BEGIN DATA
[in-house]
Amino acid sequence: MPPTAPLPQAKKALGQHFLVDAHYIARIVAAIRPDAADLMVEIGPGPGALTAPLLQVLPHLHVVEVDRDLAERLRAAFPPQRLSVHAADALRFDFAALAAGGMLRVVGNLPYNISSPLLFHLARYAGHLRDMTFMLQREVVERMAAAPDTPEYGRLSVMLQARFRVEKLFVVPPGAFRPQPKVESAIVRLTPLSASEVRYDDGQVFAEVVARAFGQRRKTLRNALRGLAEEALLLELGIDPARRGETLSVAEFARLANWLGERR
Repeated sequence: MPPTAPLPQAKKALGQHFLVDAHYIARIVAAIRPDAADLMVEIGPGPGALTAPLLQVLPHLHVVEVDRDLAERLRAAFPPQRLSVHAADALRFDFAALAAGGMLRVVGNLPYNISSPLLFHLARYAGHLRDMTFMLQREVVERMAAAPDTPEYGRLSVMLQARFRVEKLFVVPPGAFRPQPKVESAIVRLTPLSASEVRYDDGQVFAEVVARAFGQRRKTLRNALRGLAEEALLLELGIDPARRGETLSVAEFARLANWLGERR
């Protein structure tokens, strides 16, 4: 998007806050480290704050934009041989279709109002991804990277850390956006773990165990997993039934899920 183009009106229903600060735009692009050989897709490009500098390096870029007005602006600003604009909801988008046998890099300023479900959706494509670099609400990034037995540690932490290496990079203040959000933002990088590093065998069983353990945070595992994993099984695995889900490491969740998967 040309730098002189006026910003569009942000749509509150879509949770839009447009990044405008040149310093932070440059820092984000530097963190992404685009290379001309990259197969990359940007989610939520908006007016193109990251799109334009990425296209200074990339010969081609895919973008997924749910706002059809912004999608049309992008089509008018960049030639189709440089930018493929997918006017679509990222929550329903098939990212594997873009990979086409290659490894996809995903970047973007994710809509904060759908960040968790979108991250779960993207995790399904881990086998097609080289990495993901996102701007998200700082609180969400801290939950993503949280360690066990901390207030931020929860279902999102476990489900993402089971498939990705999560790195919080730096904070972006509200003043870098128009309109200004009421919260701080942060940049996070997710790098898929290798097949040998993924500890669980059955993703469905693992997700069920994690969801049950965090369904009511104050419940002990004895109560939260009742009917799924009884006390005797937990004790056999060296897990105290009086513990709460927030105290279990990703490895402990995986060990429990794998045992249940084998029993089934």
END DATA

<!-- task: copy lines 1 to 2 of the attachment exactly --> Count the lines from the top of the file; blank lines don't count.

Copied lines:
[in-house]
Amino acid sequence: MPPTAPLPQAKKALGQHFLVDAHYIARIVAAIRPDAADLMVEIGPGPGALTAPLLQVLPHLHVVEVDRDLAERLRAAFPPQRLSVHAADALRFDFAALAAGGMLRVVGNLPYNISSPLLFHLARYAGHLRDMTFMLQREVVERMAAAPDTPEYGRLSVMLQARFRVEKLFVVPPGAFRPQPKVESAIVRLTPLSASEVRYDDGQVFAEVVARAFGQRRKTLRNALRGLAEEALLLELGIDPARRGETLSVAEFARLANWLGERR